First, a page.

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A Mexican Odyssey of Tiny Bellhops and Inexplicable Tanlines

After a quick trip to Mexico, I'm moving (moving!) to Israel in less than 48 hours. I’m seriously questioning if I’ll be able to devote more than 6 of those hours to sleeping.

I think the notion of ‘a trip to Mexico’ usually entails one of two things — college kids binge drinking Coronas while naked and/or wearing sombreros, or drug mules headed south to fetch a colon full of cocaine — and both are worlds away from the family vacation from which I just returned . Well, at least the vacation was farther from latter than the former. My folks, the small, pale Northeastern Jews that they are, often seemed comically out of place at our near-Cancun resort, as full of young-ish, sexy internationals as it was young-ish, Mexican families. I noticed an oddly small number of Americans, and those I met were mostly from the South, and mostly drunk by 11am — best summed up by our new friend Susan, the 51-year-old mother from Idaho who simply could never, ever, find her 18-year-old daughter, but could never, ever be found not double-fisting luke-warm margaritas, two factors that were undeniably and inextricably related.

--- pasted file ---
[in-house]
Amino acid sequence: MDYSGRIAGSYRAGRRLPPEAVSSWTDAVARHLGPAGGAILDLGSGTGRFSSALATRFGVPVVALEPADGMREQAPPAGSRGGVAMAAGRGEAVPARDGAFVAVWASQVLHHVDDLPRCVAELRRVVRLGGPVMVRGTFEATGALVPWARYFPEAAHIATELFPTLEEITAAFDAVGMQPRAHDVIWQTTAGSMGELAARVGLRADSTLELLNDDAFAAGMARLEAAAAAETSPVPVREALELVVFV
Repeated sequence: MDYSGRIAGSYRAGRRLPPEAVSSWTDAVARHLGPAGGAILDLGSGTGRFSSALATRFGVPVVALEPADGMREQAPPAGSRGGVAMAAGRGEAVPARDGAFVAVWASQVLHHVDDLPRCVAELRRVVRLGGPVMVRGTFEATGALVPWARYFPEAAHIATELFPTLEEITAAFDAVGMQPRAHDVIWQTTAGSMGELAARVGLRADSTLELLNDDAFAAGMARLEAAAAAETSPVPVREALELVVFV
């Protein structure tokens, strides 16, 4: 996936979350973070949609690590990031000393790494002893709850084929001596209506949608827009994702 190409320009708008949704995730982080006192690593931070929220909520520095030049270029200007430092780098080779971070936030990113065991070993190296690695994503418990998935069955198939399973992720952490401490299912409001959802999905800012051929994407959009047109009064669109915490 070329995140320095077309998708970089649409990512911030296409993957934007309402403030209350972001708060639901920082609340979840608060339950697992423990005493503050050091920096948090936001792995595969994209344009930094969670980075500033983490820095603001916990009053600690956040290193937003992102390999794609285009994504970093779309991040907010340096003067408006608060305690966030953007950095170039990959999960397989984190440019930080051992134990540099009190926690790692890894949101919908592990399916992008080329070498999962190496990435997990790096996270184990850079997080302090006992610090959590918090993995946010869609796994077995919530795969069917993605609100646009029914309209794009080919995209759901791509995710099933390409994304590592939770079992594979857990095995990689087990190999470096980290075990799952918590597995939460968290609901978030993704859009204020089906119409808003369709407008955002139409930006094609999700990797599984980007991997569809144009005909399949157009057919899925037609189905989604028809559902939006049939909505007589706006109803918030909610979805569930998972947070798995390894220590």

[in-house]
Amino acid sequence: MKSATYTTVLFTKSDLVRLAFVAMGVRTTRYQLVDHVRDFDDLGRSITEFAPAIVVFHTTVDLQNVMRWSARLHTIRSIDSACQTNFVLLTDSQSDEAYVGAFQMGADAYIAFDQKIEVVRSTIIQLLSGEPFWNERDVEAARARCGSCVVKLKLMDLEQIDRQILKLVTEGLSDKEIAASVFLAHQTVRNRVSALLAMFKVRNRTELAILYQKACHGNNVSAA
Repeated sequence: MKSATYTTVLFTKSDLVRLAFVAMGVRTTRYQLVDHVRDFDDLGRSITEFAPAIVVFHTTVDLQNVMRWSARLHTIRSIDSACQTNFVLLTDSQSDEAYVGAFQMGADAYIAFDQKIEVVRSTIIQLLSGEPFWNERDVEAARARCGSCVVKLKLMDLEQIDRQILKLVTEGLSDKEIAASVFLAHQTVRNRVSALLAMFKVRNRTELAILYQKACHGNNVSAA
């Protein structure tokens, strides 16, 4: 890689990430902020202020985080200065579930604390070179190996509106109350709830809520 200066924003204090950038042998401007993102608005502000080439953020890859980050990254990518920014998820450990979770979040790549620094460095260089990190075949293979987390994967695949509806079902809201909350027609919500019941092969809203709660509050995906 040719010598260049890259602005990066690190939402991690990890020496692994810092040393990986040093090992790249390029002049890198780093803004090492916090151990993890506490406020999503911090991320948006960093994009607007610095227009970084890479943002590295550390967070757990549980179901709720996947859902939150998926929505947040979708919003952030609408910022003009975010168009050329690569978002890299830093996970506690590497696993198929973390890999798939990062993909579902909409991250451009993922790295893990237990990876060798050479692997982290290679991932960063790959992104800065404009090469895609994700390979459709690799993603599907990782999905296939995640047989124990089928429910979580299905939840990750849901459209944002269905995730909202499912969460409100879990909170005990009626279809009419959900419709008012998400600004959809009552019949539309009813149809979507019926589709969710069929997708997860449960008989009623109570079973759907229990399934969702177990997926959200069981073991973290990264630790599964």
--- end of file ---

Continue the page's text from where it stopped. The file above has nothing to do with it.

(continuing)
That said, everyone got a bit of what they wanted from the trip. My father Steve got to sit on the beach and relax whilst the family was all together for seemingly the last time in the next year, my mother Randi got to hit the ocean and check out some Mexican crafts, and Phil and I stumbled into a series of adventures that I’ll give you a smattering of below.

Here’s a sampling…

In no particular order, Phil and I… …Walked 2 miles to a nude beach, undressed, and laid on some beach chairs. Two minutes later, a tall German woman was standing over us saying we could remain on the beach, but not in the chairs, as the beach was private. Accordingly, Phil moved his naked butt off the chair and onto the sand directly next to the chair. Seemed fair. We walked into the water, and mere minutes later were being waved ashore by a brooding Mexican man, who scolded us for invading private property — only after silently marching us down the beach and off the premises with his giant arms crossed. Let me tell you, I’ve been kicked out of a lot of places, but this was the first time I’d been naked. Being kicked out of anywhere while completely nude takes shame to an entirely new level.

… At one point, engaged in a hotel room food fight with several French Canadians that involved a barrage of hot dogs being thrown like grenades. At 4 a.m.

… Met a Mexican pool boy who would be Jason Segel, if Jason Segel were a Mexican pool boy.